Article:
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Into the West: Most Wanted

February 16, 2020

When they lost their daughter, Martha, in the flood, it had devastated Stacy. She knew she had become overprotective of their son, Timothy, but she was still dealing with the constant fear of losing anyone else in her life. She had an uncontrollable need to protect him. 

Stacy could not bring herself to tell Tim, but when she first saw Elizabeth, she wanted nothing more than to pick up that beautiful little girl and never let her go. That feeling scared her so much, she just shut the girl out as much as possible. Stacy was terrified of letting herself love this little girl. If she let her into her heart and then lost her too . . . Stacy wasn’t sure she could recover from that again. 

If seeing Elizabeth fall into their well could have this much effect on her when she is still keeping that girl at a distance what would it do to her if she let herself love her? The very thought brought a painful, gut wrenching feeling.

Stacy quickly leaned over on her hands and knees in the the tall, damp prairie grass and wretched until there was nothing left in her stomach. When she finished heaving, Stacy rolled over into a clean patch of grass and stared up at the clear, blue sky. 

She wasn’t sure how long she had laid there watching the few white, billowy clouds slowly make their way over the vast Kansas sky. When the sun began to make its decent toward the horizon, Stacy finally roused herself and headed back toward their home.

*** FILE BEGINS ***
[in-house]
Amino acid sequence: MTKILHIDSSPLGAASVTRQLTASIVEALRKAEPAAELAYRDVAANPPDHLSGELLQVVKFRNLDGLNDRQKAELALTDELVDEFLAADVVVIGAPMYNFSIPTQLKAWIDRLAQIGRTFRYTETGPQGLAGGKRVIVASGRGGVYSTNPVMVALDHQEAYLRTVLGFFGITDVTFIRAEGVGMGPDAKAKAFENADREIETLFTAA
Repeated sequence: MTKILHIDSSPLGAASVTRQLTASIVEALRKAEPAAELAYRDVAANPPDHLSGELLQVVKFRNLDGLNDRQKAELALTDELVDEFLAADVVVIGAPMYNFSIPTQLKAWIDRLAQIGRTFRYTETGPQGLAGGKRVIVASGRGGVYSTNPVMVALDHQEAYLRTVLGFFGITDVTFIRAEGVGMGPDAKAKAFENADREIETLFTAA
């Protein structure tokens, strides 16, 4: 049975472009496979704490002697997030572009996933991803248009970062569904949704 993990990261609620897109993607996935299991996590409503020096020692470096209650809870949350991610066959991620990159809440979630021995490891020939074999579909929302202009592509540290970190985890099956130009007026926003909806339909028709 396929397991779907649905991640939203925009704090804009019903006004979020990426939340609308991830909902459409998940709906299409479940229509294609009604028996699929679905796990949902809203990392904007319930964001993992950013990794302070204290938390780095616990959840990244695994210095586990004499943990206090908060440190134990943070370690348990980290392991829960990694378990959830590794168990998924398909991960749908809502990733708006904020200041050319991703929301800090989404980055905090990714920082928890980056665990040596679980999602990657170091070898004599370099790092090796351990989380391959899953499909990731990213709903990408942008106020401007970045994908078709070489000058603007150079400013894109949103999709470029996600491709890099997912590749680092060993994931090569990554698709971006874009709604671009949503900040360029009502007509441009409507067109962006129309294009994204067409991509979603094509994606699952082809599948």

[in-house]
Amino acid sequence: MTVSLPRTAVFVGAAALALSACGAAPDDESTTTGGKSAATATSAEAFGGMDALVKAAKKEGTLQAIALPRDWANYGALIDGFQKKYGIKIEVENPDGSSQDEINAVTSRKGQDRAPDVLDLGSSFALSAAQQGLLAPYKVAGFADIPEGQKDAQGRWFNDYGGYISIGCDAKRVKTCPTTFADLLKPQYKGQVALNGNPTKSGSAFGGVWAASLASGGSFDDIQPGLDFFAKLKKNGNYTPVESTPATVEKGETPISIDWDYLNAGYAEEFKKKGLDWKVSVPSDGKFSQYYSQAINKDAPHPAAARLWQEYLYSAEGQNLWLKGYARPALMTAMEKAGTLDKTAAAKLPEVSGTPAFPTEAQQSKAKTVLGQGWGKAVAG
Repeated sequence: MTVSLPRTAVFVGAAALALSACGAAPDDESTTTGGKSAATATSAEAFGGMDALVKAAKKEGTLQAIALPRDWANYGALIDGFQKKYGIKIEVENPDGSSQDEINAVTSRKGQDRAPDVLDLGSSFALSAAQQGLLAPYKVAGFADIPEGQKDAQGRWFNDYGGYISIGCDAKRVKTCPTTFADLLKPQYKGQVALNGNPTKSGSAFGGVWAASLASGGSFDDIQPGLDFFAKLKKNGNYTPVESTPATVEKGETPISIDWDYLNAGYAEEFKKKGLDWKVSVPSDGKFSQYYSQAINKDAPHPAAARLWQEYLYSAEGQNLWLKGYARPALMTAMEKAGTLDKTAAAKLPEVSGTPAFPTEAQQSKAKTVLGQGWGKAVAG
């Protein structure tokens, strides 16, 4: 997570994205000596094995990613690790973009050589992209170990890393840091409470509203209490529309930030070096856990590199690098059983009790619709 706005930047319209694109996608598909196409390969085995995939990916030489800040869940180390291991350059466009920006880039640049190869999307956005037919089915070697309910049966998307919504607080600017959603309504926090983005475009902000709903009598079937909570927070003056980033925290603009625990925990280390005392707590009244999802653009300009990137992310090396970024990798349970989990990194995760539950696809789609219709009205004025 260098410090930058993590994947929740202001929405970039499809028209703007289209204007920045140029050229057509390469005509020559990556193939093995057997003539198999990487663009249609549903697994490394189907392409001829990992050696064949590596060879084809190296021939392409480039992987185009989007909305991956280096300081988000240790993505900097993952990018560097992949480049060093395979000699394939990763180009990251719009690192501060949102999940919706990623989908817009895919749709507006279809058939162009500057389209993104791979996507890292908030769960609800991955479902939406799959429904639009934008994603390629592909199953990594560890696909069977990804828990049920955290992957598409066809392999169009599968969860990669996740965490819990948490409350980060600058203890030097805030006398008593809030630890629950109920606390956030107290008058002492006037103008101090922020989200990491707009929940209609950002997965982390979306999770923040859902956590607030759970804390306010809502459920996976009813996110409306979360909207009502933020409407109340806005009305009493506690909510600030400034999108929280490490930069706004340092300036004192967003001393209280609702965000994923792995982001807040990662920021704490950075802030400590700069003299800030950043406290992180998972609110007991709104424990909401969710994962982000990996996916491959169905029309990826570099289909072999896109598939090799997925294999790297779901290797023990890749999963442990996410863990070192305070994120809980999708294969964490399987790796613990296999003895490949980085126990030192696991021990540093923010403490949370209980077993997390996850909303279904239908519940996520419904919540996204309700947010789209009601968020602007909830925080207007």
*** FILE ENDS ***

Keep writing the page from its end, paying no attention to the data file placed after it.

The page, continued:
When she reached the house, she noticed the bucket was still on the ground by the well and the buckboard was gone. Stacy went into the house after she put everything back in their proper places.  Inside Stacy looked around their home. It was so quiet. She began to wonder if Tim had taken Timothy with him or not, assuming he had left with Elizabeth on the wagon. 

Panic began to take root in her chest and she began to search the house for Timothy. She looked in her bedroom first but he was not there. She went to his room next. Timothy was sleeping deeply in his own bed. Stacy went to him and sat on the edge of the bed staring at her son. He was so small. She reached out and brushed his hair back from his face.  He didn’t even stir. 

Stacy could see trails on his face where he had likely cried himself to sleep. What was she going to do? This girl was here and that was not going to change, Tim had seen to that by legally adopting her. Stacy felt trapped. 

In this moment, there was nothing she could do about the situation so instead she just crawled into bed with her son, hugged him to her chest, and fell into a deep fitful sleep.